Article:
Ever notice how pervasive the internet is in our daily lives? Take the recent example of Halloween.
Photograph of Mount Rushmore Courtesy of Ed James
“What do you think about dressing up as Abraham Lincoln for Halloween?” I asked my son. I thought I would dress up as George Washington, his friends could dress up as Thomas Jefferson and Teddy Roosevelt and we could start a Mount Rushmore Road Show.
My son rolled his eyes and said nothing. I was worried he might be on Facebook “unfriending” me or placing an ad on Craig’s List: “For Sale, Lame Mom. Uses whole sentences to text. Takes notes at Parent -Teacher conferences. No, It’s NOT ok to contact me with other services or commercial interests.”
Maybe his mind, like the American advertising community, had already moved past Halloween onto the critical Christmas shopping season, which starts directly after Back to School shopping season. (I am still trying to figure what to do with those ten protractors for $20* I bought in the Back to School Specials frenzy).
But no, he texted me, “i want 2 dress up as google toolbar.”
Naturally we started our Google costume search on Wikipedia. When I moved to the United States from India at age five, one of my most prized possessions was a complete set of the Encyclopedia Britannica. It took my parents a long time to save up enough money to buy me a set. In fact, I have kept the 1978 edition until this very day to peruse on those late nights when I don’t get 30 junk emails (Note: place Unsubscribe in subject line), 20 email newsletters from Mailchimp or a notice urging me, “Vandana, read LinkedIn’s update about Dr. Extraordinarily Smarter and More Accomplished than You and on the verge of winning a Nobel prize.”
Next we searched Google for Google (my son on an iPad, me on my iPhone). Apparently I wasn’t feeling lucky because the search yielded only sponsored sites selling skull and crossbones ice cube trays, toxic waste candy, zombie blood energy drinks, and ketchup/mustard packet baby costumes.
We moved on to eBay. No Google toolbar costumes but we were able to bid on some Angry Birds Halloween costumes and Albert Einstein wigs. We also auctioned off 10 protractors, shipping included anywhere in the continental United States.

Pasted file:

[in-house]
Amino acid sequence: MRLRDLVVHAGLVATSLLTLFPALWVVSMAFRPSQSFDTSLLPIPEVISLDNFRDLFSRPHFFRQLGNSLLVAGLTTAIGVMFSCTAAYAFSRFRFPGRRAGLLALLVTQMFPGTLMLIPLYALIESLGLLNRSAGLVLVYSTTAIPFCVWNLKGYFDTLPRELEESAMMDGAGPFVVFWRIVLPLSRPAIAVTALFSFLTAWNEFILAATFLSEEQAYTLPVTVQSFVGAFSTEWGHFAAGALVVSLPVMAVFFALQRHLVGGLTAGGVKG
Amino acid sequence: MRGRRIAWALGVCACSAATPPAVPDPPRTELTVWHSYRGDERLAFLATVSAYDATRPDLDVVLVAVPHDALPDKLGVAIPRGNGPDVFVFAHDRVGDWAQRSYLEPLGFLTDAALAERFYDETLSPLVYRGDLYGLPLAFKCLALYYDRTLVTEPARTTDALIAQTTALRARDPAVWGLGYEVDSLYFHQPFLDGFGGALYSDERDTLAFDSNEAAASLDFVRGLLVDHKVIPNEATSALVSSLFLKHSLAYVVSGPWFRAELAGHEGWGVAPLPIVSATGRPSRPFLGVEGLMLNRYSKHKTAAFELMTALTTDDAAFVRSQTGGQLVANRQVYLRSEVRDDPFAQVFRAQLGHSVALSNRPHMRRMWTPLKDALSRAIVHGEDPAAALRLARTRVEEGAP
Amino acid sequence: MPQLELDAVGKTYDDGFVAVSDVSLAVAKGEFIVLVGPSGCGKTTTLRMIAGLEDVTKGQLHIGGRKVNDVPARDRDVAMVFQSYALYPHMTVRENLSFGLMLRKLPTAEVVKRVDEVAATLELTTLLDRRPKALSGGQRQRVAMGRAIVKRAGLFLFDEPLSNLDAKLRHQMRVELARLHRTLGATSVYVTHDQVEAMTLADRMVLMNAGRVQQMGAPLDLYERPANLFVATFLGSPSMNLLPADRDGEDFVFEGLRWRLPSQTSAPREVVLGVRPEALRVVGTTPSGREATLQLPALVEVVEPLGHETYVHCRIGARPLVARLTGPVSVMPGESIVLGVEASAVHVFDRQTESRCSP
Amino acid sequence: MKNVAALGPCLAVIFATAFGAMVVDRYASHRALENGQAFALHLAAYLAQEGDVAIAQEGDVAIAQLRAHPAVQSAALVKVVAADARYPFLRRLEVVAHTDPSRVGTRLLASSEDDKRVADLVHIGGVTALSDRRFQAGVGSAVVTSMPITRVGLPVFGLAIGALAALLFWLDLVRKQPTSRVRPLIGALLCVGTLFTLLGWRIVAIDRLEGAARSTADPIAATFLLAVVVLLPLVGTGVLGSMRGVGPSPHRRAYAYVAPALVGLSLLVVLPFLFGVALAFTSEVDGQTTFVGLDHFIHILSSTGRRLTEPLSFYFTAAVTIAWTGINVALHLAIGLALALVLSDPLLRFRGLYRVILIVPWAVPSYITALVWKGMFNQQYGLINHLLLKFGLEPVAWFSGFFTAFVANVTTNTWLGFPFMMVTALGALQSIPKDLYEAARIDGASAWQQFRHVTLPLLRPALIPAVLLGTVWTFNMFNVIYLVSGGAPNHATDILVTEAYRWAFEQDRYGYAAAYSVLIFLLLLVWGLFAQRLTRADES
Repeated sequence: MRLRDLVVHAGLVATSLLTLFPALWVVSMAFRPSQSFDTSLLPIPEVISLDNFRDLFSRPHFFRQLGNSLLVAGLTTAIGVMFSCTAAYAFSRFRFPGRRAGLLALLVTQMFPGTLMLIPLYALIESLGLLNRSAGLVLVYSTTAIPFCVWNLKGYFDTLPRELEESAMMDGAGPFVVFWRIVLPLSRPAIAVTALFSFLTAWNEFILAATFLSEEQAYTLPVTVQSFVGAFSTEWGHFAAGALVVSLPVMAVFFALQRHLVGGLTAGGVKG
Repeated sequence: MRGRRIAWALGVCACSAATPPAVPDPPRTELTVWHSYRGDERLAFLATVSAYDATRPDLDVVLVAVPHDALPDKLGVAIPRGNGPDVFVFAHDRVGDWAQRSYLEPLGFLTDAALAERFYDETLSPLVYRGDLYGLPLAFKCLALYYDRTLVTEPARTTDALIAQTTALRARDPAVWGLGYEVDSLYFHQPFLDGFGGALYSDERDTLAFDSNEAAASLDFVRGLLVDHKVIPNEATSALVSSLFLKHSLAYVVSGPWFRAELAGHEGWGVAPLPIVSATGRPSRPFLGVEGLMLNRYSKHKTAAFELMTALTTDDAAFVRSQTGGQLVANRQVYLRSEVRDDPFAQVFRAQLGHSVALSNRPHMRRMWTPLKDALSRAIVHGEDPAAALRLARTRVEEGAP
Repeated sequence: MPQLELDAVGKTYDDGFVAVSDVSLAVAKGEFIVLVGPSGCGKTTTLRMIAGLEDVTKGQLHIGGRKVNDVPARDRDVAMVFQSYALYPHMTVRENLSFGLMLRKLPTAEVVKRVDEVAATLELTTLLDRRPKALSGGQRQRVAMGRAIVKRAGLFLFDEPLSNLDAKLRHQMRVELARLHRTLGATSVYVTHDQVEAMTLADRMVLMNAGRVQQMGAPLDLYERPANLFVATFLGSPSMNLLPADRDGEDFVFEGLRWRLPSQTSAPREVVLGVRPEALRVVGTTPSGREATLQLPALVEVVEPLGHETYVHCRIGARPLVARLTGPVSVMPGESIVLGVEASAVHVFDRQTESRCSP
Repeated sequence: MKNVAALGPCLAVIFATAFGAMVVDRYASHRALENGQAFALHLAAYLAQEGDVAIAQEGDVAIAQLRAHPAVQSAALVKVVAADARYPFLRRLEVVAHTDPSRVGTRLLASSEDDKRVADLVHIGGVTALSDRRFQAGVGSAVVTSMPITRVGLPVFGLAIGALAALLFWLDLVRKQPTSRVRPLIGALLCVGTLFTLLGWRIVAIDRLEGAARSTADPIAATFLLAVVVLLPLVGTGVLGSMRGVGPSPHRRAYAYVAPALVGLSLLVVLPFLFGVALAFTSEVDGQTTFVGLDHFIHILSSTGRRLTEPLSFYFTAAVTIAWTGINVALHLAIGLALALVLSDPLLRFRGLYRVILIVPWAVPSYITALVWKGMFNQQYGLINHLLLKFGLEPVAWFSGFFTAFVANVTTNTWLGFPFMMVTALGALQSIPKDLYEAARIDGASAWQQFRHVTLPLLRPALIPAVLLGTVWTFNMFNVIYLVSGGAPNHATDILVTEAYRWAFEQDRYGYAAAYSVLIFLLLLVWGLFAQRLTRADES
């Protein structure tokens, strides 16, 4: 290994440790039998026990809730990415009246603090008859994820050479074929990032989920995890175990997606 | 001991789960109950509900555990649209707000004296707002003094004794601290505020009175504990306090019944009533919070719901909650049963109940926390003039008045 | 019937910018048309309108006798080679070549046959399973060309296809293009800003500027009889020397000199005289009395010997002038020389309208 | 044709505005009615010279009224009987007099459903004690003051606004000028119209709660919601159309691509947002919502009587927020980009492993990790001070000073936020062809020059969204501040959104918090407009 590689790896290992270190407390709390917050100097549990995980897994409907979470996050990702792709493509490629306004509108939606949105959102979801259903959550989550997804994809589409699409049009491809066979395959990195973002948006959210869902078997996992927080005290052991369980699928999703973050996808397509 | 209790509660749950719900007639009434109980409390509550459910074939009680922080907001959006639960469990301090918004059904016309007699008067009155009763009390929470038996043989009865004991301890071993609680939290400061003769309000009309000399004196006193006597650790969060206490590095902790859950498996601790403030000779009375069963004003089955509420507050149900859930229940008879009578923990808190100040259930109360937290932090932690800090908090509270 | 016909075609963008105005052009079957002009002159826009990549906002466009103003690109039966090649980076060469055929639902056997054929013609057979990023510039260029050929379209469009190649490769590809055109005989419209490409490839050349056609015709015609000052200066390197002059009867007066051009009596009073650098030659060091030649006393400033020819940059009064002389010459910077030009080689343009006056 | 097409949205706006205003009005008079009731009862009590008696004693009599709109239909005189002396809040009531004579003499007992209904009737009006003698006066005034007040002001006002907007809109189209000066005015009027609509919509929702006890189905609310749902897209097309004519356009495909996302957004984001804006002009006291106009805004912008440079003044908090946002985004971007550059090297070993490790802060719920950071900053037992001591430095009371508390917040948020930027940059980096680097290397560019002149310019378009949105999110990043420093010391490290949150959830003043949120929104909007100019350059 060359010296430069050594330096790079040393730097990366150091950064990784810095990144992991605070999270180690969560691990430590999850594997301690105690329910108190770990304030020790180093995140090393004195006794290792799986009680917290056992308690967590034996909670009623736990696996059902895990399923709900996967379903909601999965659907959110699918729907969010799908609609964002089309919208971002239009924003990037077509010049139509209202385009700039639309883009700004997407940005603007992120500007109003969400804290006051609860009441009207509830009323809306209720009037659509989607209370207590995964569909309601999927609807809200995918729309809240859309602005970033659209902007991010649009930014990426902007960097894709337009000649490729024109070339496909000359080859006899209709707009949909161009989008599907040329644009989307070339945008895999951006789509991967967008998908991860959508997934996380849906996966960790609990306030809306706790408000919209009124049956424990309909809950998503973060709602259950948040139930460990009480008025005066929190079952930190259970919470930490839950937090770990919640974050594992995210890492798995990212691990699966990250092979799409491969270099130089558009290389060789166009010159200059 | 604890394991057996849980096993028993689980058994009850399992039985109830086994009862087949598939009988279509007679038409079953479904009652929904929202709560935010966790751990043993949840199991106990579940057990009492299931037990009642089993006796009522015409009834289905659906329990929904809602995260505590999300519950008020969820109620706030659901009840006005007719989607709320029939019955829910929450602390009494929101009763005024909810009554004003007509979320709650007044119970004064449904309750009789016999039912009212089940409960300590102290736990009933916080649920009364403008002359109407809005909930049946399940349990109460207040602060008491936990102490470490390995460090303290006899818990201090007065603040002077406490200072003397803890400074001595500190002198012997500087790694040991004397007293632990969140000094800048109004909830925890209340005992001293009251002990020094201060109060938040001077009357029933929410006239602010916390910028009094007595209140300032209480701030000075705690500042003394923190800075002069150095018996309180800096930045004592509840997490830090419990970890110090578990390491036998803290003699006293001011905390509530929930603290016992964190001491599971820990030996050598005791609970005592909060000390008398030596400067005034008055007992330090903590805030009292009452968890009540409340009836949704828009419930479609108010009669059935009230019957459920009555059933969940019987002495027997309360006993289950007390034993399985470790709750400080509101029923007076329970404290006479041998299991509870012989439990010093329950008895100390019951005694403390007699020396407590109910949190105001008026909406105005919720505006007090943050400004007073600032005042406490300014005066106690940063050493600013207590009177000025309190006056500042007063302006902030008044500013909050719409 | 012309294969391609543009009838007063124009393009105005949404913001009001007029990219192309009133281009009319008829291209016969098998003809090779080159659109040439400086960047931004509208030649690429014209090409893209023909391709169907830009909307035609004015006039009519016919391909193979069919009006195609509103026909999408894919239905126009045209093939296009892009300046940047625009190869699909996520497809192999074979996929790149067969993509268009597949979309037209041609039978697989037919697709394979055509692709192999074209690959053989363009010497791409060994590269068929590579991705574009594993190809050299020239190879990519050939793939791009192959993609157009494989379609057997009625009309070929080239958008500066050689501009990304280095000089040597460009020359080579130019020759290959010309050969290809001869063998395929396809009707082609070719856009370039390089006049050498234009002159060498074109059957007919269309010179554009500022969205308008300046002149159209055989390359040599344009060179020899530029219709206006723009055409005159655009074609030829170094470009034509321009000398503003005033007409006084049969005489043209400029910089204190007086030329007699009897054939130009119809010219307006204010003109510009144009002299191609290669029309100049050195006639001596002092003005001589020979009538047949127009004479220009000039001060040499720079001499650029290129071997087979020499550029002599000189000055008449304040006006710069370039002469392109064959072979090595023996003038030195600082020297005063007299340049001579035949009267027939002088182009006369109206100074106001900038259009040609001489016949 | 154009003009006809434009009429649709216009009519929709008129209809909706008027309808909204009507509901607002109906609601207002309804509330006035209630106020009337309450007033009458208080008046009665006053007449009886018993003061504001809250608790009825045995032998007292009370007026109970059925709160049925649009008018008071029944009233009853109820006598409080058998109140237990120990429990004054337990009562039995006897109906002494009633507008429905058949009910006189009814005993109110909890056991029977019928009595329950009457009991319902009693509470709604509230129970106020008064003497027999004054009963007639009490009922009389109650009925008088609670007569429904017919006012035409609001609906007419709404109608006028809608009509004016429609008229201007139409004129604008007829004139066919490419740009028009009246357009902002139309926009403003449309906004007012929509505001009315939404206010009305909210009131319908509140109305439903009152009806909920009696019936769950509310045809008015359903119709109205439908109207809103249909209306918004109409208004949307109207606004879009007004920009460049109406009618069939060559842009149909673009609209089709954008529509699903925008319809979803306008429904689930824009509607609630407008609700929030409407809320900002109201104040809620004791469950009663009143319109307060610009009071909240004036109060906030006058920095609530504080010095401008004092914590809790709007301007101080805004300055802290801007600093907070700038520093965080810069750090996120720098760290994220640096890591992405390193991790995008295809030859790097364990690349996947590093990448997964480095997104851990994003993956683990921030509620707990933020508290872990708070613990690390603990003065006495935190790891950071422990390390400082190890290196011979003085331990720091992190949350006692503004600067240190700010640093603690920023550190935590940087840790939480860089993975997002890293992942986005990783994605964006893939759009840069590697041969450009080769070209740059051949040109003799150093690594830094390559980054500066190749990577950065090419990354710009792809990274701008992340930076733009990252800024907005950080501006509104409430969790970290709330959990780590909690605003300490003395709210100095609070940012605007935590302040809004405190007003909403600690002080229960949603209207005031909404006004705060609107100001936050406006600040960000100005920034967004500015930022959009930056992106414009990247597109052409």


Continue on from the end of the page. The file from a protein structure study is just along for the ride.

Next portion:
I figured some industrious and creative parent had already thought of the Google costume and posted a How To video on Youtube, but no such luck.
Finally I went Amazon.com because one can buy ANYTHING on Amazon. I didn’t find a Google toolbar but I did find a couple of protractors (on sale for a mere 10 for $5 with $4.95 shipping!) to put on my Wish List. Those helpful folks at Amazon were kind enough to make some shopping suggestions based on items bought by people who also searched for protractors.Plus they offerred to give me $50 off this purchase if I apply for the Amazon credit card, guaranteed to never exceed an interest rate above 26.5%!
I clicked a flashing advertisement with the enticing tagline, “Come on over to the dark side with dark chocolate mini candy bars.” We learned there was 1 gram of fiber per 5 mini chocolate bars. So we only have to eat 150 candy bars to get the recommended daily intake of fiber. My son thought the candy bars were practically a health food and plans on substituting them for broccoli.
Of course I had to pin the picture of fiber-full dark chocolate bars on Pinterest and then on my Facebook wall so that everyone interested could “Like” the Dark Side! I couldn’t leave Facebook (keep me logged on this computer, Check) without contacting the 5 friends with birthdays this month, see status updates on 22 friends, no lie, play a couple of games of word scramble, print out coupons for more protractors, check out friends tagged on photos, say “Maybe” to the 18 events to which I was invited by people I’m not sure I know, “Like” the 400th “Baby’s first steps” pictures of someone I don’t recognize and whew, I am exhausted!
I told my son we absolutely had to get off the internet because we had exceeded the two hour screen time limit recommended by the American Academy of Pediatrics.
Let’s see what Mayo Clinic Center for Social Media, KevinMD and Dr. Oz are tweeting about (dark chocolate) and we’ll call it a night!
Ultimately, my son nixed the Mount Rushmore Road Show mother-son bonding idea (South Dakota or bust!) as well as the Google toolbar costume. I tweeted to the world @VeeMD “My son is dressing up as a Mad Scientist for Halloween and I am dressing up as a Petri dish.” (Less than140 characters.)
*when bought with qualifying $50 minimum purchase
Last edited on October 11, 2012 by Dr. Vee